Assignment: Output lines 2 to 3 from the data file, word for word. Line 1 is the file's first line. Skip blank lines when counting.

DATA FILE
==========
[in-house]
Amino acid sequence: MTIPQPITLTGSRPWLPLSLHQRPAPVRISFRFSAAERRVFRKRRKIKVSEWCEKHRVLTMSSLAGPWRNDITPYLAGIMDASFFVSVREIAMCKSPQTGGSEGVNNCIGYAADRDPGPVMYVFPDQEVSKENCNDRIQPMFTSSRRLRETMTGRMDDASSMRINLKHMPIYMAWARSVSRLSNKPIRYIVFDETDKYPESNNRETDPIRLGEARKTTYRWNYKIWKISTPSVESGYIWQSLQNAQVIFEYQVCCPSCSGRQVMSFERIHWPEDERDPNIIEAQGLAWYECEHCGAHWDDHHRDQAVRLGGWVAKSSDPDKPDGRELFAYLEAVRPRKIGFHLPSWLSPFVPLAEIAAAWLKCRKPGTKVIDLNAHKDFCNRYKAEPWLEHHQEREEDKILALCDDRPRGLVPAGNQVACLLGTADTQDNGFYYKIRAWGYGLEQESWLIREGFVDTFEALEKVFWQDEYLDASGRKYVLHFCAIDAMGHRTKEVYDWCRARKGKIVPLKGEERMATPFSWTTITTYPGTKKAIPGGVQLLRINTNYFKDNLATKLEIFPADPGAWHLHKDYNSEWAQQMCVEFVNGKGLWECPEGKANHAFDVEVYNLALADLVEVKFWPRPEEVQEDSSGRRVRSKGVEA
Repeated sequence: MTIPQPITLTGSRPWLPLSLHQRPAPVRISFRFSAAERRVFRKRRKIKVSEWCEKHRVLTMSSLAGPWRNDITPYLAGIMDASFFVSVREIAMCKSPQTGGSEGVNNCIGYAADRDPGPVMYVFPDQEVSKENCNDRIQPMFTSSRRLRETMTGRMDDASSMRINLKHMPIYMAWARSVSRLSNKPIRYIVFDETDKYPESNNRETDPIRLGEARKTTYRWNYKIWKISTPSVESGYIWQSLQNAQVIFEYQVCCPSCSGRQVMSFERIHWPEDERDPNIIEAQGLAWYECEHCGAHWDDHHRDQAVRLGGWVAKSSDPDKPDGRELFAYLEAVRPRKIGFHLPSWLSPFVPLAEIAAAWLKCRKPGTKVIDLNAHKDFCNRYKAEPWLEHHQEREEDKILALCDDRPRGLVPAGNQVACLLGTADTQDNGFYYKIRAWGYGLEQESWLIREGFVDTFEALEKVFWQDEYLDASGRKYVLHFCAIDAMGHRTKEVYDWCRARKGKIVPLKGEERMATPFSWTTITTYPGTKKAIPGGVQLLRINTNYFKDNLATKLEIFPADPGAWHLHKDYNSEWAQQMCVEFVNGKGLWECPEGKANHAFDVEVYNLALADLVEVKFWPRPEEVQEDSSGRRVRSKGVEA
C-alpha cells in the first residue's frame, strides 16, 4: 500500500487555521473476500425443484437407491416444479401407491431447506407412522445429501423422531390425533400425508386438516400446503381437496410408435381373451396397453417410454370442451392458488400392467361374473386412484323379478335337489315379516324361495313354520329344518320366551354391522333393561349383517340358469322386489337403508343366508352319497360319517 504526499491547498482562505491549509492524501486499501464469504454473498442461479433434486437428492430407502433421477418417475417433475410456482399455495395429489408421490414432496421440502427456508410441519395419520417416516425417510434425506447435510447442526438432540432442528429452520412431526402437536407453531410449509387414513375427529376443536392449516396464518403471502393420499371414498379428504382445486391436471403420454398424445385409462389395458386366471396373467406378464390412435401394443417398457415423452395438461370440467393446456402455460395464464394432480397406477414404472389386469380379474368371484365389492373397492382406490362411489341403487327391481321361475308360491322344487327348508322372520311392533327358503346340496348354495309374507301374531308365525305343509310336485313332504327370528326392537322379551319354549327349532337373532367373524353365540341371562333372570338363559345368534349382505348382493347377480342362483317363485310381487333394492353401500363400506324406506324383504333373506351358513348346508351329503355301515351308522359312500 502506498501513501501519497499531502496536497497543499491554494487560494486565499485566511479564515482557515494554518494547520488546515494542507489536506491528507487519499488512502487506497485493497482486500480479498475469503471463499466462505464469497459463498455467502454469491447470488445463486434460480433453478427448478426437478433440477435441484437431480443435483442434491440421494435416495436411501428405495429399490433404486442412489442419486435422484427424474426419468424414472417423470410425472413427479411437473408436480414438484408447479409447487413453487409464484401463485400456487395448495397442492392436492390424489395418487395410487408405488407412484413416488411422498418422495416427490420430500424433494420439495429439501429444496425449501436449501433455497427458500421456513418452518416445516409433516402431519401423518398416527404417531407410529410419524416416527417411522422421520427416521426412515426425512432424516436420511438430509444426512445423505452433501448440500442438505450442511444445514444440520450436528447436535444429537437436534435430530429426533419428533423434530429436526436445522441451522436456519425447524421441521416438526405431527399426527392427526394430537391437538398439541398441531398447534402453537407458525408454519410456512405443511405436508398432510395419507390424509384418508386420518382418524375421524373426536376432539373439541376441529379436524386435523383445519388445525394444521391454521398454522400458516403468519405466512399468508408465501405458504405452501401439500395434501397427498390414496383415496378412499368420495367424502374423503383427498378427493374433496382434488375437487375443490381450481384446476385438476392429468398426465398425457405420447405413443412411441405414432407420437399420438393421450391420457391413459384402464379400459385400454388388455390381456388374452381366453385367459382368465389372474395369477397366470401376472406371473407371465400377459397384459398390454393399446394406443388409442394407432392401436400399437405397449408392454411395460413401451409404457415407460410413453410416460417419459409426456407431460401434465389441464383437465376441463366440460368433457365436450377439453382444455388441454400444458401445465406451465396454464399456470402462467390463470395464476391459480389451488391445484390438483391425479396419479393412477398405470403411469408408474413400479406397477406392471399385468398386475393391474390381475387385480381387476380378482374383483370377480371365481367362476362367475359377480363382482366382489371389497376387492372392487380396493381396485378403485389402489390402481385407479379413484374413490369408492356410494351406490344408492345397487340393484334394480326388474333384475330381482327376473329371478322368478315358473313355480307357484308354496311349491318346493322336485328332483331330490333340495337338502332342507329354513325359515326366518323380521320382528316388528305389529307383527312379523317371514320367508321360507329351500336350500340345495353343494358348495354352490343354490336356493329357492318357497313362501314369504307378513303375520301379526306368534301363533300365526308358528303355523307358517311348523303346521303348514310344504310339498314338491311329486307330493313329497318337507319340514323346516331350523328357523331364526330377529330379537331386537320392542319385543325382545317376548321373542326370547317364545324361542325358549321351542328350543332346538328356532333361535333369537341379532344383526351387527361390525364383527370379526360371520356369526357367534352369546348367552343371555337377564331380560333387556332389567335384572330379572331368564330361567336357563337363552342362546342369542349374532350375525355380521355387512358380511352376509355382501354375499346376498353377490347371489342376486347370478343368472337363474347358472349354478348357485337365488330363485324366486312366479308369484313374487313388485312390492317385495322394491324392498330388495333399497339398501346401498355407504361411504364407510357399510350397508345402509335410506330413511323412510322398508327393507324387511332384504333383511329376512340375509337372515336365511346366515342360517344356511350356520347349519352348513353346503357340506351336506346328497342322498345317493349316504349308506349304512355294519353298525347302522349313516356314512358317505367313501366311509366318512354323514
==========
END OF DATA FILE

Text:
Amino acid sequence: MTIPQPITLTGSRPWLPLSLHQRPAPVRISFRFSAAERRVFRKRRKIKVSEWCEKHRVLTMSSLAGPWRNDITPYLAGIMDASFFVSVREIAMCKSPQTGGSEGVNNCIGYAADRDPGPVMYVFPDQEVSKENCNDRIQPMFTSSRRLRETMTGRMDDASSMRINLKHMPIYMAWARSVSRLSNKPIRYIVFDETDKYPESNNRETDPIRLGEARKTTYRWNYKIWKISTPSVESGYIWQSLQNAQVIFEYQVCCPSCSGRQVMSFERIHWPEDERDPNIIEAQGLAWYECEHCGAHWDDHHRDQAVRLGGWVAKSSDPDKPDGRELFAYLEAVRPRKIGFHLPSWLSPFVPLAEIAAAWLKCRKPGTKVIDLNAHKDFCNRYKAEPWLEHHQEREEDKILALCDDRPRGLVPAGNQVACLLGTADTQDNGFYYKIRAWGYGLEQESWLIREGFVDTFEALEKVFWQDEYLDASGRKYVLHFCAIDAMGHRTKEVYDWCRARKGKIVPLKGEERMATPFSWTTITTYPGTKKAIPGGVQLLRINTNYFKDNLATKLEIFPADPGAWHLHKDYNSEWAQQMCVEFVNGKGLWECPEGKANHAFDVEVYNLALADLVEVKFWPRPEEVQEDSSGRRVRSKGVEA
Repeated sequence: MTIPQPITLTGSRPWLPLSLHQRPAPVRISFRFSAAERRVFRKRRKIKVSEWCEKHRVLTMSSLAGPWRNDITPYLAGIMDASFFVSVREIAMCKSPQTGGSEGVNNCIGYAADRDPGPVMYVFPDQEVSKENCNDRIQPMFTSSRRLRETMTGRMDDASSMRINLKHMPIYMAWARSVSRLSNKPIRYIVFDETDKYPESNNRETDPIRLGEARKTTYRWNYKIWKISTPSVESGYIWQSLQNAQVIFEYQVCCPSCSGRQVMSFERIHWPEDERDPNIIEAQGLAWYECEHCGAHWDDHHRDQAVRLGGWVAKSSDPDKPDGRELFAYLEAVRPRKIGFHLPSWLSPFVPLAEIAAAWLKCRKPGTKVIDLNAHKDFCNRYKAEPWLEHHQEREEDKILALCDDRPRGLVPAGNQVACLLGTADTQDNGFYYKIRAWGYGLEQESWLIREGFVDTFEALEKVFWQDEYLDASGRKYVLHFCAIDAMGHRTKEVYDWCRARKGKIVPLKGEERMATPFSWTTITTYPGTKKAIPGGVQLLRINTNYFKDNLATKLEIFPADPGAWHLHKDYNSEWAQQMCVEFVNGKGLWECPEGKANHAFDVEVYNLALADLVEVKFWPRPEEVQEDSSGRRVRSKGVEA